I learnt to drive in 1999. My instructor was an experienced driver in a highly safety-conscious environment. In 2000, unconvinced about my driving skills, I registered in a driving school, and learnt even further, and I got a driver’s licence. In 2003, I returned from my studies abroad and was job-hunting. My fiance at the time, was away but had his car parked in our house. I had free access to the car, but refused to drive it because I still wasn’t convinced about my driving skills.
A time came, I had run low on cash, and had to go to the Island to follow some job leads. I finally summoned the courage to drive the car. I was driving down the Third Mainland Bridge when I suddenly realised I had been overtaking many vehicles without anyone overtaking me. I looked at the speedometer. I was driving at 120km/hour. I pressed my brakes suddenly on impulse, and screeched almost to a halt. Luckily, no car was coming close behind me. I hadn’t even checked for that, because I was overcome by fear. After a few minutes, I regained my composure, and that’s when i realised the absurdity of my situation. I was doing fine, and enjoying the drive, until I saw I was doing it a bit too well.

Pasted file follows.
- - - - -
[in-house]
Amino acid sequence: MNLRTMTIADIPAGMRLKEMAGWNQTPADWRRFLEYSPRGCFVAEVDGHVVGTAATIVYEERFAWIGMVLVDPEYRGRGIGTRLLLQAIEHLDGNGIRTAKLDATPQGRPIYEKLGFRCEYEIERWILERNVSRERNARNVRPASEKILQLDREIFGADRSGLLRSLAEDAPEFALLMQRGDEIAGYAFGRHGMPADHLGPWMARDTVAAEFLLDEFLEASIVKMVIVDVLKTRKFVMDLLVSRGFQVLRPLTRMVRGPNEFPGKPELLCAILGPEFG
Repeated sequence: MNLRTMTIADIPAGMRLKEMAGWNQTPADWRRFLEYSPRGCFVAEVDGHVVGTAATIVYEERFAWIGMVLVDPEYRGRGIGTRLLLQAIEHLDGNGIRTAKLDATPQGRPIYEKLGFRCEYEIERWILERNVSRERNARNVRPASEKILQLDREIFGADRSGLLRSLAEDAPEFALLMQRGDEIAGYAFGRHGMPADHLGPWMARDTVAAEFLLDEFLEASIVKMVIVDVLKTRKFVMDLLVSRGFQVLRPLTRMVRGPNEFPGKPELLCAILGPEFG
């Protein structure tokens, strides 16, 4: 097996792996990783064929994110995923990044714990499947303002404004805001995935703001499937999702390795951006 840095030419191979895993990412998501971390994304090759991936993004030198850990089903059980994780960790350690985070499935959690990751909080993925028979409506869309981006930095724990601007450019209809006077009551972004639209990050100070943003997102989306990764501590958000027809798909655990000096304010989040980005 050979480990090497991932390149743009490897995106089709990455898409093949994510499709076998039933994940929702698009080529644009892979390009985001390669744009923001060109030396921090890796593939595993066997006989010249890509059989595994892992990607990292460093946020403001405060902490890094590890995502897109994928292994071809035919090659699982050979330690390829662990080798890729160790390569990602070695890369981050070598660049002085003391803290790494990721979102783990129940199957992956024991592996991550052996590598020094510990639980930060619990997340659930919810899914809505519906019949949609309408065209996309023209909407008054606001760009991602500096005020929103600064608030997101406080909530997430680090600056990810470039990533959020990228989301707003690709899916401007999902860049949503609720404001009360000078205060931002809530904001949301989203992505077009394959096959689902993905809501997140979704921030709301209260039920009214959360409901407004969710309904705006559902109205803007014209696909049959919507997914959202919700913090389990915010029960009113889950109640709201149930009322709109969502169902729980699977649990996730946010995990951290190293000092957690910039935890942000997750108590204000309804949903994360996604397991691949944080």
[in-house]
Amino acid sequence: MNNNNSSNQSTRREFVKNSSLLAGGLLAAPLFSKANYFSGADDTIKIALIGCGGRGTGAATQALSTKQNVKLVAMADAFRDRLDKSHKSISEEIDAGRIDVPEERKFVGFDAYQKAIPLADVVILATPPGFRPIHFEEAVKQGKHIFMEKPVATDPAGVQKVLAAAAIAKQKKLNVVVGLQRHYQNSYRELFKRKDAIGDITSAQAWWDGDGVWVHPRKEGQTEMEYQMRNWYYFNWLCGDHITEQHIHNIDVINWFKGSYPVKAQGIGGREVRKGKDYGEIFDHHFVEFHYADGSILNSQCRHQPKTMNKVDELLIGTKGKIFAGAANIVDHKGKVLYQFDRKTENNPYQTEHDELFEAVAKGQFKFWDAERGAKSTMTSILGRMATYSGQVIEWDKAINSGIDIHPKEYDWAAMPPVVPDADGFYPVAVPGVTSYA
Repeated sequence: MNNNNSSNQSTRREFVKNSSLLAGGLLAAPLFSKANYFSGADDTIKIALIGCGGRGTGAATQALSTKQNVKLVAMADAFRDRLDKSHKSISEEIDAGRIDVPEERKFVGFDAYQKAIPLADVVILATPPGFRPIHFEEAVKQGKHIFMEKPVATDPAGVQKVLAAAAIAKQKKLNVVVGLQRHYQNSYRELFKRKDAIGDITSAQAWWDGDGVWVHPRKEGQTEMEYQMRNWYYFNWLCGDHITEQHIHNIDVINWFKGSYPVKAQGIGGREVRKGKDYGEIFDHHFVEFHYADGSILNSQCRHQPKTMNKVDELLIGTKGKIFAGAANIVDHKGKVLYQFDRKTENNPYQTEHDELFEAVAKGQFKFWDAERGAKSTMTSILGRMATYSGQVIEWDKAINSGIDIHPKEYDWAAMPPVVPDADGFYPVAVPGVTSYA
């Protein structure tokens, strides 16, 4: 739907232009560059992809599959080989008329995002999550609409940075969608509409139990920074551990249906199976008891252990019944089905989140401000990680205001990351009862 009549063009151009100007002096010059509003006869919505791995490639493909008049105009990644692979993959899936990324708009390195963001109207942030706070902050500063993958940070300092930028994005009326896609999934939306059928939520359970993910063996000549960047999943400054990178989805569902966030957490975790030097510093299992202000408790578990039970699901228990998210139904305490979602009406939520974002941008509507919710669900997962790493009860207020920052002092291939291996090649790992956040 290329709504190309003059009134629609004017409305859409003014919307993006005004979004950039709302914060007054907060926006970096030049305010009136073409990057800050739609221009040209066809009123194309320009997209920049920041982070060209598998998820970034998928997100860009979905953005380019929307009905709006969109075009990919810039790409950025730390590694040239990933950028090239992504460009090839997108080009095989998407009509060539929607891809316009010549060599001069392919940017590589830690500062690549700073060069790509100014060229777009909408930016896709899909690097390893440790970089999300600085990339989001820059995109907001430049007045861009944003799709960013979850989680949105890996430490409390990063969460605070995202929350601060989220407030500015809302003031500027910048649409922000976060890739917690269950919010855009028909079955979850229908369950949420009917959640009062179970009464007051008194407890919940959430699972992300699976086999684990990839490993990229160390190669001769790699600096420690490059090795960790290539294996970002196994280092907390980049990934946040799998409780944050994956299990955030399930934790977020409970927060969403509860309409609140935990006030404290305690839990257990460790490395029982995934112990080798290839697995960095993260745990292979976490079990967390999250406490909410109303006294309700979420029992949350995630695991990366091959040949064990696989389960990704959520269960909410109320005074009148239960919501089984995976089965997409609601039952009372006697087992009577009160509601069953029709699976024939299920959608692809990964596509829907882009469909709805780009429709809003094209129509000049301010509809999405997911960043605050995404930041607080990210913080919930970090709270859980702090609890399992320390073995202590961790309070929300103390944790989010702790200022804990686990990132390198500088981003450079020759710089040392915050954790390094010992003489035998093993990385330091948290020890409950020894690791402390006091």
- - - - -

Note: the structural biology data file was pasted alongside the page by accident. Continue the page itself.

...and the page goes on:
Unfortunately, the same thing happens with many of us in life. We convince ourselves, even in the face of contrary evidence, that we’re not good enough, or are lacking in some ability or the other. When we finally summon the courage to do it, we’re doing it so well until something tells us we’re not supposed to be that good yet, then we screech to a halt somewhat in fear of our “early” success.
Who told you that your career journey has to take 15 years to reach the peak, because that’s the industry average? Who says that you have to go through several stages of training to get good at something? I’m not preaching mediocrity, but I’m saying give yourself the permission to soar, if you can soar. I’ve seen a baby who skipped the crawling stage, and went from sitting to walking. How absurd would it have been for his mother to have insisted he had to crawl first, just to fit the mould. Who says you can’t be the first person in your family to break out, just because you’re the youngest? Who says?
We each have our individual “superpowers”, and we shouldn’t be afraid to let them shine through. Don’t let the fear of success bring you screeching to a dangerous halt, before you’ve even started your journey. You don’t have to move slowly just so you don’t appear to be too fast. By all means exercise reasonable caution, but don’t be afraid to put your special abilities to work. There’s nothing wrong with standing out.
GIVE YOURSELF PERMISSION TO SOAR!!!